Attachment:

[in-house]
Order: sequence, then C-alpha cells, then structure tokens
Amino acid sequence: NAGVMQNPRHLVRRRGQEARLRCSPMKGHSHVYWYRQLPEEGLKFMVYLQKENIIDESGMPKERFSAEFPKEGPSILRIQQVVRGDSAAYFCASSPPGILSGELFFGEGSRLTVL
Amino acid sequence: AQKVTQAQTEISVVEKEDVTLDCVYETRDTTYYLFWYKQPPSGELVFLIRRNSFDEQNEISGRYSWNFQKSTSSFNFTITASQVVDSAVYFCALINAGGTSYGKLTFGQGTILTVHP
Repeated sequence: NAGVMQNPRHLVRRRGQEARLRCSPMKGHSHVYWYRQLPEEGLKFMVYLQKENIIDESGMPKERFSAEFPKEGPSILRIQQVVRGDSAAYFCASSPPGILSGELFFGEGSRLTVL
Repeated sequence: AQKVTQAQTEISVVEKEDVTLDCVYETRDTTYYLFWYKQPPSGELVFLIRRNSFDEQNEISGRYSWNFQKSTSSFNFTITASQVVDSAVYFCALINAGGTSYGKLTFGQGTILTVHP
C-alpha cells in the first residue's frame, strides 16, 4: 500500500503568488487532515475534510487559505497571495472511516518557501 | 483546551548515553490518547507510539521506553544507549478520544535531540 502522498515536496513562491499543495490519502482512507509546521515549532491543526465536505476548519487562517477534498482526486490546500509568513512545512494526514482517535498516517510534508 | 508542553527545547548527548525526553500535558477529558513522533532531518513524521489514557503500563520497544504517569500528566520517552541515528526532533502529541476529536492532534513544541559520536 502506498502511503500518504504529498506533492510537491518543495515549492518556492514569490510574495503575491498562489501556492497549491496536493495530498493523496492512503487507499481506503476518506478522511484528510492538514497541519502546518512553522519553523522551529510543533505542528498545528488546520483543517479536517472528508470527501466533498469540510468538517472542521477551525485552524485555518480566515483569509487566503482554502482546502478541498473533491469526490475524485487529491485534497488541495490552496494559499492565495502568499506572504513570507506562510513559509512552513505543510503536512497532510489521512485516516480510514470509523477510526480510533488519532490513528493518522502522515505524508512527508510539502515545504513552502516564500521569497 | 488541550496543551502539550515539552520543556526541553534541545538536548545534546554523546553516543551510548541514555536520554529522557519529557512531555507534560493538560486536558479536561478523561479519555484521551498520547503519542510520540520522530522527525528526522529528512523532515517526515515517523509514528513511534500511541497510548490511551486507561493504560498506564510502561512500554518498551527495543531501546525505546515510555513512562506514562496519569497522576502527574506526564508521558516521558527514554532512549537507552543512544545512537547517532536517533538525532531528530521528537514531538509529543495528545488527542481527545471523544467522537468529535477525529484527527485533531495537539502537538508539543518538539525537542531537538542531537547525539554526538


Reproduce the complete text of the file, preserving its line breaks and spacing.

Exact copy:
[in-house]
Order: sequence, then C-alpha cells, then structure tokens
Amino acid sequence: NAGVMQNPRHLVRRRGQEARLRCSPMKGHSHVYWYRQLPEEGLKFMVYLQKENIIDESGMPKERFSAEFPKEGPSILRIQQVVRGDSAAYFCASSPPGILSGELFFGEGSRLTVL
Amino acid sequence: AQKVTQAQTEISVVEKEDVTLDCVYETRDTTYYLFWYKQPPSGELVFLIRRNSFDEQNEISGRYSWNFQKSTSSFNFTITASQVVDSAVYFCALINAGGTSYGKLTFGQGTILTVHP
Repeated sequence: NAGVMQNPRHLVRRRGQEARLRCSPMKGHSHVYWYRQLPEEGLKFMVYLQKENIIDESGMPKERFSAEFPKEGPSILRIQQVVRGDSAAYFCASSPPGILSGELFFGEGSRLTVL
Repeated sequence: AQKVTQAQTEISVVEKEDVTLDCVYETRDTTYYLFWYKQPPSGELVFLIRRNSFDEQNEISGRYSWNFQKSTSSFNFTITASQVVDSAVYFCALINAGGTSYGKLTFGQGTILTVHP
C-alpha cells in the first residue's frame, strides 16, 4: 500500500503568488487532515475534510487559505497571495472511516518557501 | 483546551548515553490518547507510539521506553544507549478520544535531540 502522498515536496513562491499543495490519502482512507509546521515549532491543526465536505476548519487562517477534498482526486490546500509568513512545512494526514482517535498516517510534508 | 508542553527545547548527548525526553500535558477529558513522533532531518513524521489514557503500563520497544504517569500528566520517552541515528526532533502529541476529536492532534513544541559520536 502506498502511503500518504504529498506533492510537491518543495515549492518556492514569490510574495503575491498562489501556492497549491496536493495530498493523496492512503487507499481506503476518506478522511484528510492538514497541519502546518512553522519553523522551529510543533505542528498545528488546520483543517479536517472528508470527501466533498469540510468538517472542521477551525485552524485555518480566515483569509487566503482554502482546502478541498473533491469526490475524485487529491485534497488541495490552496494559499492565495502568499506572504513570507506562510513559509512552513505543510503536512497532510489521512485516516480510514470509523477510526480510533488519532490513528493518522502522515505524508512527508510539502515545504513552502516564500521569497 | 488541550496543551502539550515539552520543556526541553534541545538536548545534546554523546553516543551510548541514555536520554529522557519529557512531555507534560493538560486536558479536561478523561479519555484521551498520547503519542510520540520522530522527525528526522529528512523532515517526515515517523509514528513511534500511541497510548490511551486507561493504560498506564510502561512500554518498551527495543531501546525505546515510555513512562506514562496519569497522576502527574506526564508521558516521558527514554532512549537507552543512544545512537547517532536517533538525532531528530521528537514531538509529543495528545488527542481527545471523544467522537468529535477525529484527527485533531495537539502537538508539543518538539525537542531537538542531537547525539554526538